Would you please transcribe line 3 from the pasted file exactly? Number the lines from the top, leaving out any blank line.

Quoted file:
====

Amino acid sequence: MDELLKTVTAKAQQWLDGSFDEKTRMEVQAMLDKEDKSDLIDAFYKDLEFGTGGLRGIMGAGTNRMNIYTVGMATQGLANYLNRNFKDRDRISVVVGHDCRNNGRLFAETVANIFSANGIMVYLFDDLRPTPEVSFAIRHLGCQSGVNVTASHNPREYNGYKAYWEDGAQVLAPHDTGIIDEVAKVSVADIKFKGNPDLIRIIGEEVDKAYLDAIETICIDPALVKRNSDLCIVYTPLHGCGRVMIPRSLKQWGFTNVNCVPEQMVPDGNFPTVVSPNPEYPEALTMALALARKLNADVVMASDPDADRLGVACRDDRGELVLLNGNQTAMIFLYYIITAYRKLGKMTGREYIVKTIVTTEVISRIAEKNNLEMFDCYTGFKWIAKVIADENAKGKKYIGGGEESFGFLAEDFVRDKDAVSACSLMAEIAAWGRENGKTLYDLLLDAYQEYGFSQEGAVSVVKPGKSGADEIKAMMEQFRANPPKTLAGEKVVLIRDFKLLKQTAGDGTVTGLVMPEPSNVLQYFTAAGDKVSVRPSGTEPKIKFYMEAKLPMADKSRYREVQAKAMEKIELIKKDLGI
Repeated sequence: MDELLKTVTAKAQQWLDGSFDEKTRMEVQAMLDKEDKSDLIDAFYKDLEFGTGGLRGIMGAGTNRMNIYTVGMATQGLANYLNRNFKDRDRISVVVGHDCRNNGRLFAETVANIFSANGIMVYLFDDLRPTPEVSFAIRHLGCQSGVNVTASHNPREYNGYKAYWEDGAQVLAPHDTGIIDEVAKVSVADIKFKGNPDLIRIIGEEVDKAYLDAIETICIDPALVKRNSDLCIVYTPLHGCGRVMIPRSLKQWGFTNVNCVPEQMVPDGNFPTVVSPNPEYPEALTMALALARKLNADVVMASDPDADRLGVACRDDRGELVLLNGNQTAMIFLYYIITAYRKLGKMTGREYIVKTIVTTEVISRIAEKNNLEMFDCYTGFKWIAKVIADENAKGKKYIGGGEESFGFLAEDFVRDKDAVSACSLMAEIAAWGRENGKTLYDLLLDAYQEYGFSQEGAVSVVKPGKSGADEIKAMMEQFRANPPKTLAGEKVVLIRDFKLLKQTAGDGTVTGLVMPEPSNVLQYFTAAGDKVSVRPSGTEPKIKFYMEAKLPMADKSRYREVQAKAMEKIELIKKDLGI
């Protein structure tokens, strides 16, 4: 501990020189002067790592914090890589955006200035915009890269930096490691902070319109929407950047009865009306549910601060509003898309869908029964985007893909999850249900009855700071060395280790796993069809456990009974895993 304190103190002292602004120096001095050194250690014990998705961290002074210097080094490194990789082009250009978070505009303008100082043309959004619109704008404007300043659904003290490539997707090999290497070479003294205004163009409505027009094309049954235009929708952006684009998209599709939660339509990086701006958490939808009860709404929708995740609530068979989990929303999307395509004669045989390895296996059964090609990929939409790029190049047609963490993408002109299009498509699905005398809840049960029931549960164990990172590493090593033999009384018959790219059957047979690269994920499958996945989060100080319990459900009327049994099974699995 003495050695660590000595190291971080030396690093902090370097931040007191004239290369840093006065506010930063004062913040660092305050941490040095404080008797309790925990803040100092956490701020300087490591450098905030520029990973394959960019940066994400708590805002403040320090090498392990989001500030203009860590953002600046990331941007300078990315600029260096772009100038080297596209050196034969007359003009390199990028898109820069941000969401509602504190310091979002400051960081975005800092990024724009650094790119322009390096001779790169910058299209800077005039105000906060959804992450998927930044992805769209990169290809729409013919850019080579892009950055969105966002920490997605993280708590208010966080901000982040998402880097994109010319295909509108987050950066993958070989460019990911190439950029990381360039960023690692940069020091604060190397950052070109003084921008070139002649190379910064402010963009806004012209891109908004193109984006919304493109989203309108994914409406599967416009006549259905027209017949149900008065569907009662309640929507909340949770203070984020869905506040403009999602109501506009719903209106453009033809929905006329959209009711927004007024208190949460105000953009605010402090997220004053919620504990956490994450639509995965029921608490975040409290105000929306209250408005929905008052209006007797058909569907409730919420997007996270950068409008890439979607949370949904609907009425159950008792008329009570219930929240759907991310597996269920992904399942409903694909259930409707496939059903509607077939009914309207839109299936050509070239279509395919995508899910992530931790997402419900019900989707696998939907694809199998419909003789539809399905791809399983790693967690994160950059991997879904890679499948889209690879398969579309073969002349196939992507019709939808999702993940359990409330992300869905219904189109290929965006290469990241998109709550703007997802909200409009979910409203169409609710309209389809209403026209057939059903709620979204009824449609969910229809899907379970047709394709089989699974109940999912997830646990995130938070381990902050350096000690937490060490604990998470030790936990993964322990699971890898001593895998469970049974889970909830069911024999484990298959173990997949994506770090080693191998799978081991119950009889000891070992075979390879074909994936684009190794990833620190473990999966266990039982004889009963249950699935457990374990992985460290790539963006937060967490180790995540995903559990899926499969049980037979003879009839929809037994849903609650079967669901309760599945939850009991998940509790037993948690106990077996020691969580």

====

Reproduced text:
């Protein structure tokens, strides 16, 4: 501990020189002067790592914090890589955006200035915009890269930096490691902070319109929407950047009865009306549910601060509003898309869908029964985007893909999850249900009855700071060395280790796993069809456990009974895993 304190103190002292602004120096001095050194250690014990998705961290002074210097080094490194990789082009250009978070505009303008100082043309959004619109704008404007300043659904003290490539997707090999290497070479003294205004163009409505027009094309049954235009929708952006684009998209599709939660339509990086701006958490939808009860709404929708995740609530068979989990929303999307395509004669045989390895296996059964090609990929939409790029190049047609963490993408002109299009498509699905005398809840049960029931549960164990990172590493090593033999009384018959790219059957047979690269994920499958996945989060100080319990459900009327049994099974699995 003495050695660590000595190291971080030396690093902090370097931040007191004239290369840093006065506010930063004062913040660092305050941490040095404080008797309790925990803040100092956490701020300087490591450098905030520029990973394959960019940066994400708590805002403040320090090498392990989001500030203009860590953002600046990331941007300078990315600029260096772009100038080297596209050196034969007359003009390199990028898109820069941000969401509602504190310091979002400051960081975005800092990024724009650094790119322009390096001779790169910058299209800077005039105000906060959804992450998927930044992805769209990169290809729409013919850019080579892009950055969105966002920490997605993280708590208010966080901000982040998402880097994109010319295909509108987050950066993958070989460019990911190439950029990381360039960023690692940069020091604060190397950052070109003084921008070139002649190379910064402010963009806004012209891109908004193109984006919304493109989203309108994914409406599967416009006549259905027209017949149900008065569907009662309640929507909340949770203070984020869905506040403009999602109501506009719903209106453009033809929905006329959209009711927004007024208190949460105000953009605010402090997220004053919620504990956490994450639509995965029921608490975040409290105000929306209250408005929905008052209006007797058909569907409730919420997007996270950068409008890439979607949370949904609907009425159950008792008329009570219930929240759907991310597996269920992904399942409903694909259930409707496939059903509607077939009914309207839109299936050509070239279509395919995508899910992530931790997402419900019900989707696998939907694809199998419909003789539809399905791809399983790693967690994160950059991997879904890679499948889209690879398969579309073969002349196939992507019709939808999702993940359990409330992300869905219904189109290929965006290469990241998109709550703007997802909200409009979910409203169409609710309209389809209403026209057939059903709620979204009824449609969910229809899907379970047709394709089989699974109940999912997830646990995130938070381990902050350096000690937490060490604990998470030790936990993964322990699971890898001593895998469970049974889970909830069911024999484990298959173990997949994506770090080693191998799978081991119950009889000891070992075979390879074909994936684009190794990833620190473990999966266990039982004889009963249950699935457990374990992985460290790539963006937060967490180790995540995903559990899926499969049980037979003879009839929809037994849903609650079967669901309760599945939850009991998940509790037993948690106990077996020691969580």